This decision is implicit in every human act and activity. The task of faith is to make it explicit, to shape our lives according to choices for God (and this means all revelations or manifestations of God up to and including life itself). It means refusing to shape our lives in terms of selfishness but instead choosing selflessness. It means refusing to grasp at life as something we gain by our own efforts and skill, but instead receiving it as a gift of God. In the act of death (dying is a process, death the final event of decision) we make this choice as radically as possible because we finally and truly accept there is simply nothing we can do to make ourselves live. We want to live of course and we choose to live; even more we choose LIFE and especially therefore, life as gift, but at the same time we entrust ourselves both to the unbounded uncertainty of death and to the God who is greater than death, even --- if we believe the resurrection of Jesus --- sinful godless death.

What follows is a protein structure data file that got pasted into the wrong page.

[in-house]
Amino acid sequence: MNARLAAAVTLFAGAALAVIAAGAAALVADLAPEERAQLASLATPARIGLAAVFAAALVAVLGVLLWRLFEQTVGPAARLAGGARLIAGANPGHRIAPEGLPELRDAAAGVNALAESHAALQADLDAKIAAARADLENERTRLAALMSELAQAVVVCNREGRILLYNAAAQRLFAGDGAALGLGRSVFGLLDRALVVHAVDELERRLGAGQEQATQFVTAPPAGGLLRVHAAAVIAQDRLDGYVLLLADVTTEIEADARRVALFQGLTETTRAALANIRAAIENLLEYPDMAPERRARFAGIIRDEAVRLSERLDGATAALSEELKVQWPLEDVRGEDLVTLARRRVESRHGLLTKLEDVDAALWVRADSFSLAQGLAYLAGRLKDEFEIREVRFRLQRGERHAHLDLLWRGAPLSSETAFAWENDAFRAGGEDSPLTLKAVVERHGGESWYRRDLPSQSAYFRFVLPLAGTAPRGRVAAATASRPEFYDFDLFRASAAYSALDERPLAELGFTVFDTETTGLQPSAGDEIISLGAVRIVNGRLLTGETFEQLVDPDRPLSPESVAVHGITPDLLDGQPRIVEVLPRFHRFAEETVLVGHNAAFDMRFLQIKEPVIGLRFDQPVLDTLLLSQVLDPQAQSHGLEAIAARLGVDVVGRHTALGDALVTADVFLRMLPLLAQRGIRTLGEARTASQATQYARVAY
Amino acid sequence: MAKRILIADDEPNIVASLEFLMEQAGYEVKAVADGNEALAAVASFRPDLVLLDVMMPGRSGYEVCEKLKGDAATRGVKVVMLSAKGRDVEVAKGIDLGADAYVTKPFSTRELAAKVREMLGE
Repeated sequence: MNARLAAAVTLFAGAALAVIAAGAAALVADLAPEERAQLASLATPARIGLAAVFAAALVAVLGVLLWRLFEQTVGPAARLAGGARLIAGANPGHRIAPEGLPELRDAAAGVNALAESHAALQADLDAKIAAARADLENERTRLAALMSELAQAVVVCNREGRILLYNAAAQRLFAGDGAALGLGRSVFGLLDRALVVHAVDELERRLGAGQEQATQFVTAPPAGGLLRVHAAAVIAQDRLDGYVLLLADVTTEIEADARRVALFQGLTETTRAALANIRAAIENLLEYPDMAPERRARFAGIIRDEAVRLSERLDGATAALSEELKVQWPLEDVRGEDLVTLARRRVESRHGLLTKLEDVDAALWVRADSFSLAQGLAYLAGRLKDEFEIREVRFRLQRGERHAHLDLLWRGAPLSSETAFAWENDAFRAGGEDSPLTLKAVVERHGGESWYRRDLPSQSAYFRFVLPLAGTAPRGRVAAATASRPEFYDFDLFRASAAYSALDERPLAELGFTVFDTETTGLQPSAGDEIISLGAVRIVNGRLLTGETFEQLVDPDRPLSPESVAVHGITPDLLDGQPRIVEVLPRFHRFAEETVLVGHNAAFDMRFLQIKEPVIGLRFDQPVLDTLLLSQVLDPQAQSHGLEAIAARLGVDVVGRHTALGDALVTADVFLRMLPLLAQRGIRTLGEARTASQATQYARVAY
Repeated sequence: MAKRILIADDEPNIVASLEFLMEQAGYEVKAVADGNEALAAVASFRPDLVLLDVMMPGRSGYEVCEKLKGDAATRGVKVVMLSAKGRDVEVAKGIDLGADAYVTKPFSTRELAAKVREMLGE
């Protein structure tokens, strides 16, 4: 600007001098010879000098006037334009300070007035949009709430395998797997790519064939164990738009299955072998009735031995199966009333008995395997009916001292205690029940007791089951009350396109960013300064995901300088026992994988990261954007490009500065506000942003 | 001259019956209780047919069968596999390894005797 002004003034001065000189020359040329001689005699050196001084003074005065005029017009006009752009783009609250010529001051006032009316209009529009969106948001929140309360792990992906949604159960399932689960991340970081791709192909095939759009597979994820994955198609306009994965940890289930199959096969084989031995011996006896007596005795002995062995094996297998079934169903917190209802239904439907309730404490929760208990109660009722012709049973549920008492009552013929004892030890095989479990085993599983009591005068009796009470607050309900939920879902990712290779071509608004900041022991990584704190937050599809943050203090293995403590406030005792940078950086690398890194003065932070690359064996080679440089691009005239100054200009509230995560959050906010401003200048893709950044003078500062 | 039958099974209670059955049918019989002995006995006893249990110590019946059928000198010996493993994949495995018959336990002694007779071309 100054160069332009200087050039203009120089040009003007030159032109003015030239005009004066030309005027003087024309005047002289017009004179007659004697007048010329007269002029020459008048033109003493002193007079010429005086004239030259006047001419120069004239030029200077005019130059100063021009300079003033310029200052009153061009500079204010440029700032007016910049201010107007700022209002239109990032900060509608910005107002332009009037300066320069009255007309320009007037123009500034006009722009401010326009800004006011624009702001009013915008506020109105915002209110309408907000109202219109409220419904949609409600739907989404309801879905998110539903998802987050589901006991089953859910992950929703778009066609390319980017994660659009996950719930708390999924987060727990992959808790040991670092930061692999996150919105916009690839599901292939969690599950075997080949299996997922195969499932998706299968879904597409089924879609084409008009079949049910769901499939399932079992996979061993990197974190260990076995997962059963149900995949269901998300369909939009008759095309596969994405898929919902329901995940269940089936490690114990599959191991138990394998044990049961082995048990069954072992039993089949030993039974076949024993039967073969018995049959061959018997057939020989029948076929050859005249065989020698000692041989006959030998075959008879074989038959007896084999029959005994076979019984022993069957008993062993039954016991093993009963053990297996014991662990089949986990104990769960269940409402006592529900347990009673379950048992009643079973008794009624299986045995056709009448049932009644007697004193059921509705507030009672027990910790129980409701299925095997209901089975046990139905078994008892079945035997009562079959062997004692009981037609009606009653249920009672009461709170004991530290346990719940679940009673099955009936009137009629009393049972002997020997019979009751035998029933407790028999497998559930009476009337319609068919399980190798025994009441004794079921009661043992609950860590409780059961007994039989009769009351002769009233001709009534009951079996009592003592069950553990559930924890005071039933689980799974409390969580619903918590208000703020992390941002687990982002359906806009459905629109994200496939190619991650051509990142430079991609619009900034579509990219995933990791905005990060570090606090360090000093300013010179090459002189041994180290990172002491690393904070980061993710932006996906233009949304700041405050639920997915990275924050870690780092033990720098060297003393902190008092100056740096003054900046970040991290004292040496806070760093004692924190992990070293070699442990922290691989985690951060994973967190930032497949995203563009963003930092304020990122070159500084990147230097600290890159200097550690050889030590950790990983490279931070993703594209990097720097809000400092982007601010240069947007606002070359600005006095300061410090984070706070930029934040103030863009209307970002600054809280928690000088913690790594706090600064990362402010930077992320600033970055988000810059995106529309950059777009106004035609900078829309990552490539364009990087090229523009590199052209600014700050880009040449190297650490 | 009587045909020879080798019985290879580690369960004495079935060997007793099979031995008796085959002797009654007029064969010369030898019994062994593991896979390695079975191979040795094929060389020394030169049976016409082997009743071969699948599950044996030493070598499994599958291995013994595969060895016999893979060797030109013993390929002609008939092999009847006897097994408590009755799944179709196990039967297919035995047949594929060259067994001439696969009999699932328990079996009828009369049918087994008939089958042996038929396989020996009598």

The difference between this and suicide (and here I am only speaking generally about suicide) is that in suicide we do not accept life as a gift, as something we can and must only receive even when we are too weak or helpless to do anything else. In suicide, generally speaking, we cannot or do not see any possibility of God endowing our lives with meaning or beauty or rest (sabbath) or dignity, etc., despite our own frailty and helplessness. One's vision is limited, for whatever reasons, and one's capacity to trust in something larger than oneself is exhausted. One chooses to close oneself to anything larger and decides for the only apparent or putative act of control one has at hand. One acts to end everything --- as though that is ever possible.